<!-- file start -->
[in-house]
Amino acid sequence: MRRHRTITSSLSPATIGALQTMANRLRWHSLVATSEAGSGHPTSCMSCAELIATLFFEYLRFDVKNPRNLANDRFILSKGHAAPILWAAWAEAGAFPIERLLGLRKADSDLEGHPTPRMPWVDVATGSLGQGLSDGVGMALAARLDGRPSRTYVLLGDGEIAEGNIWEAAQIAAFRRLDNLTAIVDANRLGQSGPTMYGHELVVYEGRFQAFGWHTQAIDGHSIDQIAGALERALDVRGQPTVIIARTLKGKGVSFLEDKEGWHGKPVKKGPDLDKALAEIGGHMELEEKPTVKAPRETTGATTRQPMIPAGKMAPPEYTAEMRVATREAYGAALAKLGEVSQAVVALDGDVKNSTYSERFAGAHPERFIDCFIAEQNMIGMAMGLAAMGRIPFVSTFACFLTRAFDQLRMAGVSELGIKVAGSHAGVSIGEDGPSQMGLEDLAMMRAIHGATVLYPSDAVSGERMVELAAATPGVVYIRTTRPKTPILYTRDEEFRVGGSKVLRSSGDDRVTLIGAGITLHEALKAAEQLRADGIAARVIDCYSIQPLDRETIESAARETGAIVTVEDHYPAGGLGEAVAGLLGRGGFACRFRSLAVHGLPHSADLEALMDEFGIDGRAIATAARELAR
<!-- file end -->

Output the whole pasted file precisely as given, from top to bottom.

[in-house]
Amino acid sequence: MRRHRTITSSLSPATIGALQTMANRLRWHSLVATSEAGSGHPTSCMSCAELIATLFFEYLRFDVKNPRNLANDRFILSKGHAAPILWAAWAEAGAFPIERLLGLRKADSDLEGHPTPRMPWVDVATGSLGQGLSDGVGMALAARLDGRPSRTYVLLGDGEIAEGNIWEAAQIAAFRRLDNLTAIVDANRLGQSGPTMYGHELVVYEGRFQAFGWHTQAIDGHSIDQIAGALERALDVRGQPTVIIARTLKGKGVSFLEDKEGWHGKPVKKGPDLDKALAEIGGHMELEEKPTVKAPRETTGATTRQPMIPAGKMAPPEYTAEMRVATREAYGAALAKLGEVSQAVVALDGDVKNSTYSERFAGAHPERFIDCFIAEQNMIGMAMGLAAMGRIPFVSTFACFLTRAFDQLRMAGVSELGIKVAGSHAGVSIGEDGPSQMGLEDLAMMRAIHGATVLYPSDAVSGERMVELAAATPGVVYIRTTRPKTPILYTRDEEFRVGGSKVLRSSGDDRVTLIGAGITLHEALKAAEQLRADGIAARVIDCYSIQPLDRETIESAARETGAIVTVEDHYPAGGLGEAVAGLLGRGGFACRFRSLAVHGLPHSADLEALMDEFGIDGRAIATAARELAR